On one of the Internet lists concerned with home education there is currently anger and anxiety about a poster put up by the local authority in Derbyshire. It is outside, and inside, schools and nurseries. This is what it says:
Education is vital to ensure that all children get a good start in life.
Every year more than 100 children go missing from the Derbyshire
education system. It's important we get them back into schools.
WHY DO CHILDREN GO MISSING FROM SCHOOL?
-Some children simply don't start school - their parents don't enrol
-Other children stop going to school, or don't make the move from
primary to secondary.
-And some families never enrol their children when they move to the
county from elsewhere.
Children not in education might be at risk of harm we want to ensure
that they are safe.
WHAT TO DO IF YOU'RE CONCERNED
If you think a child is missing out on school call us in confidence on
We can contact the family and help get their child into school.
As usual, some home educators are outraged and view the thing as an attack on their lifestyle. As usual, they are quite wrong.
Children Missing from education or CME is an attempt to find children who are not attending school or receiving an adequate education elsewhere. According to the report Out of School, which Ofsted produced in 2004, there might be ten thousand such children in this country. Some of these are children who are kept at home in order to work or look after the home. They are at increased risk of abuse and involvement in crime. Others are teenagers who have simply dropped out of school. The parents move to another area perhaps and the child is not registered at a new school. Some vanish during the transition from primary to secondary. Reading the outrage among some home educating parents about the CME initiative, one rather gets the feeling that they do not really believe in the existence of such children. They see it all as part of a sinister plot by Ofsted and the local authorities to force home educated children to go to school. Last year, I gave a couple of examples of the sort of case that CME is actually designed to detect and since there are many new readers here, I think I should describe one of these cases again. The target for CME is not home education at all. It is children missing from education. In order to identify these children it might be necessary to visit the homes of children who are not at school in order to see whether or not they are being educated. There is strong opposition to such visits by some home educating parents, but they are a vital tool in rescuing vulnerable young children.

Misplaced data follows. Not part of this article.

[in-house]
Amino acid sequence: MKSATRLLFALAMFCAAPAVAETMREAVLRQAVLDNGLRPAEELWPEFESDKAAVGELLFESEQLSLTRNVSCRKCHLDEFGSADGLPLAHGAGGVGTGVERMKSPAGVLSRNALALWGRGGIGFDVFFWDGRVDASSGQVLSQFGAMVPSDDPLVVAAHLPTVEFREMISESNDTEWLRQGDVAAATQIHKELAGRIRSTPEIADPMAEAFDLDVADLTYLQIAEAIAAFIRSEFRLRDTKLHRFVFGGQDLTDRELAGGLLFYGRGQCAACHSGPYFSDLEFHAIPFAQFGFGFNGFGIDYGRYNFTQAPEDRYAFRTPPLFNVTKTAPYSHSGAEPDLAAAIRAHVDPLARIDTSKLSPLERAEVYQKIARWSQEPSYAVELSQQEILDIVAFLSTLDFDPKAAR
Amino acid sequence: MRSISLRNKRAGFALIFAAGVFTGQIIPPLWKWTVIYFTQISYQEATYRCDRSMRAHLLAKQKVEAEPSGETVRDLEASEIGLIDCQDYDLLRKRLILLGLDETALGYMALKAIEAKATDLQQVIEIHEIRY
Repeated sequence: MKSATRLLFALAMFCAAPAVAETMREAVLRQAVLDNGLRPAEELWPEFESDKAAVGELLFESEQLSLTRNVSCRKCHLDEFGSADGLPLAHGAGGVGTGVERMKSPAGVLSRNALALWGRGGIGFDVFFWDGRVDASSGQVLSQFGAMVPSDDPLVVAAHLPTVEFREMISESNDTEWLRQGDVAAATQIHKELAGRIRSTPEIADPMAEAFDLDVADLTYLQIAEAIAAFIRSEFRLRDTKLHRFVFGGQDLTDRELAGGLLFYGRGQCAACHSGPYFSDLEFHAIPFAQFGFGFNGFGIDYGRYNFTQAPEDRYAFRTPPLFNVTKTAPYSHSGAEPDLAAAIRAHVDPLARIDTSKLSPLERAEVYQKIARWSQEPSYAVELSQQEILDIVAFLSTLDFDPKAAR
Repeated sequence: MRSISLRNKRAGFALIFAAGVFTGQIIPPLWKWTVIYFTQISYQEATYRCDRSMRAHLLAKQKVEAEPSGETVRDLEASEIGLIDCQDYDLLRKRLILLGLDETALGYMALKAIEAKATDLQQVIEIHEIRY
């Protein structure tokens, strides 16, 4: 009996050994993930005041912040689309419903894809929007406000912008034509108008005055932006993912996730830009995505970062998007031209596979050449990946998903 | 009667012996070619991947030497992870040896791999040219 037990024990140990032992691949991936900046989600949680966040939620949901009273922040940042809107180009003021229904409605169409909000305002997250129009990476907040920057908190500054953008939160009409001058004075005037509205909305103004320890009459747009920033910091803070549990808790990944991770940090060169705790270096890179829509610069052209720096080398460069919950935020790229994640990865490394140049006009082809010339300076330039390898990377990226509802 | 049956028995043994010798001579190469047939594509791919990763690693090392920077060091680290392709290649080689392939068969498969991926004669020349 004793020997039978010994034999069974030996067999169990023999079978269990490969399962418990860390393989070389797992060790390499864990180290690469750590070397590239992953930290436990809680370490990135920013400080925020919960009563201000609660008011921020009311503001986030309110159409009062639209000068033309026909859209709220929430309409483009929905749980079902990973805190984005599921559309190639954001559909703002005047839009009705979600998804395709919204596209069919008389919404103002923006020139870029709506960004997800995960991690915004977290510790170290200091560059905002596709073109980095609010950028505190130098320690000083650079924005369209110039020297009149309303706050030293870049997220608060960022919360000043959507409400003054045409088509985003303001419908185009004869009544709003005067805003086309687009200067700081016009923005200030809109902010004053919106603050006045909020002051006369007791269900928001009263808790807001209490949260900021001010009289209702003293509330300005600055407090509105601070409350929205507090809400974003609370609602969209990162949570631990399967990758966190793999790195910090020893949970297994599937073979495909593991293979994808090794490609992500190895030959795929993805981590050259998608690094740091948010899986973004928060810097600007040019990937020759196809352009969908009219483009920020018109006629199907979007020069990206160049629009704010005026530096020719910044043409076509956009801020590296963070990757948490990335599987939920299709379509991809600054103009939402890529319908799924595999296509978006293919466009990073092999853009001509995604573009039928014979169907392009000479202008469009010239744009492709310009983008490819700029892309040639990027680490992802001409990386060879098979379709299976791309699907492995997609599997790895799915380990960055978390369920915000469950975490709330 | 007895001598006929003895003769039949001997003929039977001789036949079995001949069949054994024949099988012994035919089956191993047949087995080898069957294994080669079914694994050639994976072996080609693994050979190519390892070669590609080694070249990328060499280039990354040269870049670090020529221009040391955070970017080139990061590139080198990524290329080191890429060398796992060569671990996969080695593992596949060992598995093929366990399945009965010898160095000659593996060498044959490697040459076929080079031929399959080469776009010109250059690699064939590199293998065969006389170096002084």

This case is from the London Borough of Waltham Forest. An eleven year old boy left primary school and there was no record of his being registered with a secondary school. The family were Sylhetis and the suspicion was that they had returned to their country of origin. An Education Welfare Officer was sent to the house after a number of letters had remained unanswered. There was no reply when he knocked on the door, but he could hear activity and voices round the back. He wandered round there and discovered a garage/workshop which had been converted into a small factory. The eleven year old boy for whom he was searching was there, evidently running errands for those operating the machines. The place was an absolute nightmare and was clearing being run without any regard to the Factory Acts or other relevant regulations. As far as could be established, the child's mother had returned to Bangladesh and left the boy behind. His father was using him to both keep house and also act as errand boy for his business. It did not take much to persuade the father that he would be prosecuted unless his son was sent to school. In this case, there was a happy outcome.
It is cases such as this which prompt unannounced visits from EWOs. The point to consider here is that had the father sent a letter stating that he was educating his son at home and did not wish to accept a visit, then the child could very well have continued being denied an education. Some home educating parents are adamant that all that should be required for them is to state that they are providing an education and that local authority interest in them and their children should stop at once. If that policy were to be generally adopted, then it would leave many children at hazard. I have a fund of anecdotes like the one above, all involving children who were not at school but were not receiving an education elsewhere. Without conducting enquiries, some of which might be thought of as intrusive, it would be impossible for the local authority to discover that the children were not being educated. This is the purpose of CME; not the persecution of home educators. If some home educating parents refuse to answer questions or allow visits, then it is very hard to distinguish them from the parents of children, like the one above, who are not receiving an adequate education. It is then not at all unlikely that they might receive an unannounced visit from an EWO. In such a case, they will have only themselves to blame.